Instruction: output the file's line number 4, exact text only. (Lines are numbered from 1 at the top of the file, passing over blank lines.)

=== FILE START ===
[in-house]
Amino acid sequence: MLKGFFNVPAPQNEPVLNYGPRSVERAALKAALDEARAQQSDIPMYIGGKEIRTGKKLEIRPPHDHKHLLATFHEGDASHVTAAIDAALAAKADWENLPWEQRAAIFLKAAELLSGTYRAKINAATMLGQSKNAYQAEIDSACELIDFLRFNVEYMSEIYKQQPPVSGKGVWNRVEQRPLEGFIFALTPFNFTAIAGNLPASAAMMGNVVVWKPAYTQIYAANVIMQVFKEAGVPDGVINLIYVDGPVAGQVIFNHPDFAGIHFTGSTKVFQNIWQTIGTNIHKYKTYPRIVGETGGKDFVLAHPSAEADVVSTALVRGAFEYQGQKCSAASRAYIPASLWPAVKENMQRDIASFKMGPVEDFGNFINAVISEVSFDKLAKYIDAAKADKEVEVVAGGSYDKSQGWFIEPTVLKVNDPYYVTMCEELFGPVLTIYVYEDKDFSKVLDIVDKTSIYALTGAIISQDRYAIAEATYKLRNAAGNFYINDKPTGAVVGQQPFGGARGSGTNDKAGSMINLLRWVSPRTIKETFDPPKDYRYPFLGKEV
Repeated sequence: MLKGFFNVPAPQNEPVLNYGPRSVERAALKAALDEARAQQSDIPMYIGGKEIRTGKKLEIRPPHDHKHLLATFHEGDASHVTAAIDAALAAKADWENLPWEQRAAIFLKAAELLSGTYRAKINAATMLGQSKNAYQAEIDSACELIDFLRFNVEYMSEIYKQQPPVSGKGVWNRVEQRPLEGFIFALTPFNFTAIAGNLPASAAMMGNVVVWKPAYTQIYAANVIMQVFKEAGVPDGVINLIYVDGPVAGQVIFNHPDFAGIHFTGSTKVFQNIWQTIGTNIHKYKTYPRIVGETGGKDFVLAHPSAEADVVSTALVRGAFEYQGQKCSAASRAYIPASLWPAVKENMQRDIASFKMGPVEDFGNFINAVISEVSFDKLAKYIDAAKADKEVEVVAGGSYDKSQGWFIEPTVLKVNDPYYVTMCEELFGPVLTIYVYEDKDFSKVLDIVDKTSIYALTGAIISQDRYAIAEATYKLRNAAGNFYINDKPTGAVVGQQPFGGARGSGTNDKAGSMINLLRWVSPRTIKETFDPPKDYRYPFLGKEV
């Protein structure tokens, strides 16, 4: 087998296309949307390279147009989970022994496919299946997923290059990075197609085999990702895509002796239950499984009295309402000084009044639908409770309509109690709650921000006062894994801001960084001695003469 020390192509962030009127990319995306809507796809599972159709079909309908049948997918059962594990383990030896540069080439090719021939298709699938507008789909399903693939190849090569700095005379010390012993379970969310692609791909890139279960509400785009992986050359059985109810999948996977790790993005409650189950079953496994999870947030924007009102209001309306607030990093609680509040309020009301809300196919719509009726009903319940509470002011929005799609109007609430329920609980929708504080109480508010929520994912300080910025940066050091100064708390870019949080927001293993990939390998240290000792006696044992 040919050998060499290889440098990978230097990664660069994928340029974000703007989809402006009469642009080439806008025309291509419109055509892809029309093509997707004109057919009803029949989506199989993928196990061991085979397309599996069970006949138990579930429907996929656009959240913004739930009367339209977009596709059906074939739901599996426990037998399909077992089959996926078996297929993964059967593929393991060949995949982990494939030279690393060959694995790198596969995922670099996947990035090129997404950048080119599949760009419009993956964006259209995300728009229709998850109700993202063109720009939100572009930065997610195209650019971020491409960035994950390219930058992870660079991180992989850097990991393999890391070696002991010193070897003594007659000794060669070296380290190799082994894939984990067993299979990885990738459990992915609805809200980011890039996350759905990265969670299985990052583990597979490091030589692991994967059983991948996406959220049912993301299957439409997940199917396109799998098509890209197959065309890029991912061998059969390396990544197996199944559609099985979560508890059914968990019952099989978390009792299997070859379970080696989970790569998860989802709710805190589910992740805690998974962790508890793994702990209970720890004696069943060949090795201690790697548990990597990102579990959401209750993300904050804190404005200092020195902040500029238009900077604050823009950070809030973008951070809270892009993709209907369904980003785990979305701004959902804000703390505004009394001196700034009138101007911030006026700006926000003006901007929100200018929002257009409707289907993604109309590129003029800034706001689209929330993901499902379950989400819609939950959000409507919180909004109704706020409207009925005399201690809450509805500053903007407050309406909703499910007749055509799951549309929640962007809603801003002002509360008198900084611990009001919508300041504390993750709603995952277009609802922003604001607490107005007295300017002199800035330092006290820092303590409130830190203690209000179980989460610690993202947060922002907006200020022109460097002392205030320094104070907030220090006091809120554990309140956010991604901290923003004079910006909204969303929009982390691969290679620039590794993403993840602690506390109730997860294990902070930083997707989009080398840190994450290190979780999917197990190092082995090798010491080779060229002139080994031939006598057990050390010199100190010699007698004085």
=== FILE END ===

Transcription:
């Protein structure tokens, strides 16, 4: 087998296309949307390279147009989970022994496919299946997923290059990075197609085999990702895509002796239950499984009295309402000084009044639908409770309509109690709650921000006062894994801001960084001695003469 020390192509962030009127990319995306809507796809599972159709079909309908049948997918059962594990383990030896540069080439090719021939298709699938507008789909399903693939190849090569700095005379010390012993379970969310692609791909890139279960509400785009992986050359059985109810999948996977790790993005409650189950079953496994999870947030924007009102209001309306607030990093609680509040309020009301809300196919719509009726009903319940509470002011929005799609109007609430329920609980929708504080109480508010929520994912300080910025940066050091100064708390870019949080927001293993990939390998240290000792006696044992 040919050998060499290889440098990978230097990664660069994928340029974000703007989809402006009469642009080439806008025309291509419109055509892809029309093509997707004109057919009803029949989506199989993928196990061991085979397309599996069970006949138990579930429907996929656009959240913004739930009367339209977009596709059906074939739901599996426990037998399909077992089959996926078996297929993964059967593929393991060949995949982990494939030279690393060959694995790198596969995922670099996947990035090129997404950048080119599949760009419009993956964006259209995300728009229709998850109700993202063109720009939100572009930065997610195209650019971020491409960035994950390219930058992870660079991180992989850097990991393999890391070696002991010193070897003594007659000794060669070296380290190799082994894939984990067993299979990885990738459990992915609805809200980011890039996350759905990265969670299985990052583990597979490091030589692991994967059983991948996406959220049912993301299957439409997940199917396109799998098509890209197959065309890029991912061998059969390396990544197996199944559609099985979560508890059914968990019952099989978390009792299997070859379970080696989970790569998860989802709710805190589910992740805690998974962790508890793994702990209970720890004696069943060949090795201690790697548990990597990102579990959401209750993300904050804190404005200092020195902040500029238009900077604050823009950070809030973008951070809270892009993709209907369904980003785990979305701004959902804000703390505004009394001196700034009138101007911030006026700006926000003006901007929100200018929002257009409707289907993604109309590129003029800034706001689209929330993901499902379950989400819609939950959000409507919180909004109704706020409207009925005399201690809450509805500053903007407050309406909703499910007749055509799951549309929640962007809603801003002002509360008198900084611990009001919508300041504390993750709603995952277009609802922003604001607490107005007295300017002199800035330092006290820092303590409130830190203690209000179980989460610690993202947060922002907006200020022109460097002392205030320094104070907030220090006091809120554990309140956010991604901290923003004079910006909204969303929009982390691969290679620039590794993403993840602690506390109730997860294990902070930083997707989009080398840190994450290190979780999917197990190092082995090798010491080779060229002139080994031939006598057990050390010199100190010699007698004085």